Guitar Prices are Increasing Faster Than Ever: The Real Reason Why.

As a guitarist, you may have noticed something lately – guitar prices are going up, fast! Even entry-level models aren’t as budget-friendly as they used to be. It makes buying your first instrument more daunting.

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So why are guitar prices rising exponentially right now? Let’s analyze the key economic factors driving this trend.

Prices Outpacing General Inflation

First, how do guitar price hikes compare to inflation rates in general? Well, since 2017 guitar prices have increased approximately 15-20% on average. Meanwhile, inflation has risen about 8% in that period. Clearly, guitar costs are rising much quicker than broader consumer prices.

This disparity indicates fundamental factors specific to the guitar industry are making production and sales more expensive. General rising costs of goods explain some but not all of the guitar price inflation.

Just look at Fender’s Stratocaster, a popular model. The standard version increased from $650 to $750 since 2019, a 15% jump. Applying the average 8% inflation rate should only bring the price to around $700 today. Instead, it’s $50 higher and rising.

Across all major guitar manufacturers and retailers, we see this pattern of significantly outpacing inflation. Guitar Center recently reported an 18% price hike on many guitars over the past year. The question is why?

Guitars in a rack in a music store

Soaring Production and Transportation Costs

One significant factor is ballooning production costs. Building guitars requires substantial material and labor expenses, which have increased over the past decade. Key components like wood, metal hardware, and electronics have become pricier to obtain.

For example, rosewood fretboards, commonly preferred for their smooth playable feel, have tripled in cost due to rareness and import regulations. Manufacturers now explore alternative woods like laurel and maple.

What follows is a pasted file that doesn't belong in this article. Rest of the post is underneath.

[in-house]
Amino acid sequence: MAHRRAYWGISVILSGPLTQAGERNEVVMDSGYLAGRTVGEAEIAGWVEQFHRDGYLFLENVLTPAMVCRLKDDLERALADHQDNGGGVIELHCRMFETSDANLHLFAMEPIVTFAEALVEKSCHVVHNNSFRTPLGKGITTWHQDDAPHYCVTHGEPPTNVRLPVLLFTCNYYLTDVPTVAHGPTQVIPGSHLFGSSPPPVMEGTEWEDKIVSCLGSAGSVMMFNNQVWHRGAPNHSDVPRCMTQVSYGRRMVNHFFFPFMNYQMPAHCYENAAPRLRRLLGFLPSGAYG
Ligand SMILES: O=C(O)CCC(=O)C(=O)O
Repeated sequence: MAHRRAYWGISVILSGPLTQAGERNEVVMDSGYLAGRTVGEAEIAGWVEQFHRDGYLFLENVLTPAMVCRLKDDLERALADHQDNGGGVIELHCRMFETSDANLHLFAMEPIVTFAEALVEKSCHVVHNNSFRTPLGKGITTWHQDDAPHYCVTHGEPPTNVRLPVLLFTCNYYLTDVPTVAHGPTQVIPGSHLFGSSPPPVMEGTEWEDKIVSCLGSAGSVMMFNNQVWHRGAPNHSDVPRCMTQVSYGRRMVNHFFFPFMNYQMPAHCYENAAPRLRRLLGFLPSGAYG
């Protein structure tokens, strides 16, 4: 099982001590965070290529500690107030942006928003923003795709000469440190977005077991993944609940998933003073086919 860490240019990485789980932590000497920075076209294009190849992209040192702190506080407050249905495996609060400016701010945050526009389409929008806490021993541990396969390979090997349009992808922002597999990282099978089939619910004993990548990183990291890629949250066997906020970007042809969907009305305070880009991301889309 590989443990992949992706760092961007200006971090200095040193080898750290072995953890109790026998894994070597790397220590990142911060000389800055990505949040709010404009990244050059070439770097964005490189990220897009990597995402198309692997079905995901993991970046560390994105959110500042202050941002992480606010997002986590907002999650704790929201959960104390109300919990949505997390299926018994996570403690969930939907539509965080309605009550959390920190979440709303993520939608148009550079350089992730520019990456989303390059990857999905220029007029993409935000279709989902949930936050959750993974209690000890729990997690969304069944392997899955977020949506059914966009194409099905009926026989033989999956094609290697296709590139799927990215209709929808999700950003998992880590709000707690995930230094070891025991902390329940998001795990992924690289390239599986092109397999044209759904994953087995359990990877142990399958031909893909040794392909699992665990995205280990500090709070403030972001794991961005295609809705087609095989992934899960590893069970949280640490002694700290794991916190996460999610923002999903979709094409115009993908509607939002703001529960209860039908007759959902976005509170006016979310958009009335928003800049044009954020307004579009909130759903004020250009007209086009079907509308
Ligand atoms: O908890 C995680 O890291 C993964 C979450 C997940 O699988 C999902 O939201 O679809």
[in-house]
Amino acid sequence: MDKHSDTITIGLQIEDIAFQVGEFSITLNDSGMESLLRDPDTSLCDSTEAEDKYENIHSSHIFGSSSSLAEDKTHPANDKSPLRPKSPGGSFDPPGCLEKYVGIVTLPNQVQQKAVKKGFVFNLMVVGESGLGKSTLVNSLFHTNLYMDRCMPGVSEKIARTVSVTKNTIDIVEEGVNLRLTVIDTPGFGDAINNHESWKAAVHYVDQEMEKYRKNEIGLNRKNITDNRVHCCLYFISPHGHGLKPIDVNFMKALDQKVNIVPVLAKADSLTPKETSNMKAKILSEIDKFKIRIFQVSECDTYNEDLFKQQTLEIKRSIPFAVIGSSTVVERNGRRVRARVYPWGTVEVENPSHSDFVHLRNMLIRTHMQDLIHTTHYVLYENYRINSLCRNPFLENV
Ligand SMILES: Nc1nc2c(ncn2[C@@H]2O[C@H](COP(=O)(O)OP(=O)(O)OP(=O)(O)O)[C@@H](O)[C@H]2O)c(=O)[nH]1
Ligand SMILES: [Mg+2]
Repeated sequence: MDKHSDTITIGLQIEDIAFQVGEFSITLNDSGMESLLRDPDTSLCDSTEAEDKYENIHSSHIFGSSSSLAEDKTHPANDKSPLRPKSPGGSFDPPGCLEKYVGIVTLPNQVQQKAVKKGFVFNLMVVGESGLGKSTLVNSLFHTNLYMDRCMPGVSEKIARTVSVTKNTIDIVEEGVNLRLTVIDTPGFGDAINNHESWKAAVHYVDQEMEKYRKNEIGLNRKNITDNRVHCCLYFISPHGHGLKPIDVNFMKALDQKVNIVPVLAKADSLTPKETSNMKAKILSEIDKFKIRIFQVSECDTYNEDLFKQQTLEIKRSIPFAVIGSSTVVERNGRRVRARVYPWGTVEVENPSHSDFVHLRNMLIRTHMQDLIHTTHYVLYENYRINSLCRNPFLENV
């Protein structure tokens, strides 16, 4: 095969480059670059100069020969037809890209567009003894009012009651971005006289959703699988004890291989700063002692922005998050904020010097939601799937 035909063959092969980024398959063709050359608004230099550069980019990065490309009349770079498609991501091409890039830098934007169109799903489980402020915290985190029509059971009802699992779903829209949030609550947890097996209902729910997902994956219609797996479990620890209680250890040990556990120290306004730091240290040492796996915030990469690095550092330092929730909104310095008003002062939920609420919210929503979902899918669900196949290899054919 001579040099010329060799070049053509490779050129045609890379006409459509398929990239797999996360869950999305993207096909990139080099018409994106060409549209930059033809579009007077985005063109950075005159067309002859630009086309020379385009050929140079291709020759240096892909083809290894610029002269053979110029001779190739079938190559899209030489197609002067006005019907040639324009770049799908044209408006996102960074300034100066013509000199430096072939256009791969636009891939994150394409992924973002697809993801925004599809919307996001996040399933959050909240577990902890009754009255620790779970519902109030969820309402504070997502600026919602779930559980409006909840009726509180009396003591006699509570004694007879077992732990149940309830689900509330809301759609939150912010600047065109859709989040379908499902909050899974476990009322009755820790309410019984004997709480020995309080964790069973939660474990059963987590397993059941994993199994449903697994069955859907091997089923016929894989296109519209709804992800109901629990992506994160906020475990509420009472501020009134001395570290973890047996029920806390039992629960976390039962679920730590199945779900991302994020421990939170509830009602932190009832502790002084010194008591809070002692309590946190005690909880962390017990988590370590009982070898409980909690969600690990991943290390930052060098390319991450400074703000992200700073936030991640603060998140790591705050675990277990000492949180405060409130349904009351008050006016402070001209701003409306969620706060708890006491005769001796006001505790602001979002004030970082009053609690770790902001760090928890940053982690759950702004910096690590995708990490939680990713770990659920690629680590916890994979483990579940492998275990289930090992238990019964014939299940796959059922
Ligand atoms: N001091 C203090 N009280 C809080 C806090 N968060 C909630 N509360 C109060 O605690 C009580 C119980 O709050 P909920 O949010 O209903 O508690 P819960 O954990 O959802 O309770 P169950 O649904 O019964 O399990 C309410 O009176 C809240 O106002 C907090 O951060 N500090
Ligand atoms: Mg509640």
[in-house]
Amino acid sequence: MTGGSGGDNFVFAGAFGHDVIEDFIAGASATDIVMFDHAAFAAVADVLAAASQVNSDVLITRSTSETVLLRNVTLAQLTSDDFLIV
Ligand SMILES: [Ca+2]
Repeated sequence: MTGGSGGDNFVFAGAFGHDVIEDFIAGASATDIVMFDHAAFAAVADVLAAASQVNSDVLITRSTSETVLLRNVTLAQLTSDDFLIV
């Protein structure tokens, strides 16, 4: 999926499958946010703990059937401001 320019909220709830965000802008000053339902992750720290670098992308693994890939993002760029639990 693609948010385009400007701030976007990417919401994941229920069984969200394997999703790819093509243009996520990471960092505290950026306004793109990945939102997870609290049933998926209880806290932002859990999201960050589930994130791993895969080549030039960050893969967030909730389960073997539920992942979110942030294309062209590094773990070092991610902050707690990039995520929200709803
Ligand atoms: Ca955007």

Additionally, many major guitar factories are located overseas to reduce costs – mainly in China, Indonesia, and South Korea. However international shipping and transportation fees have skyrocketed, causing headaches for the supply chain.

Getting instruments from Asia to American and European markets is vastly more expensive today. These transportation costs inevitably raise retail prices. Companies must decide whether to take a profit hit or pass expenses to customers.

Fender telecaster guitar

New Import Duties and Taxes

Another clear price driver is the recent imposition of import tariffs on goods from overseas, including musical instruments. Since 2018, the US and Europe enacted up to 20% extra taxes on guitars and accessories coming from China and other Asian countries.

For American companies like Gibson and PRS which manufacture domestically, no issue exists. But Fender, Ibanez, and many other huge brands producing abroad have been forced to raise prices significantly to account for the tariffs.

Smaller companies unable to absorb these taxes may need to change their manufacturing bases. Larger corporations can negotiate to share the hit. But undoubtedly these import duties have contributed to today’s inflated guitar costs.

High Demand While Supply Chains Faltered

Piling on to production struggles, guitar-buying enthusiasm has only increased over the past decade. 2020 saw the highest sales in 15 years as people picked up hobbies during lockdown. Beginners flooded the market creating massive demand.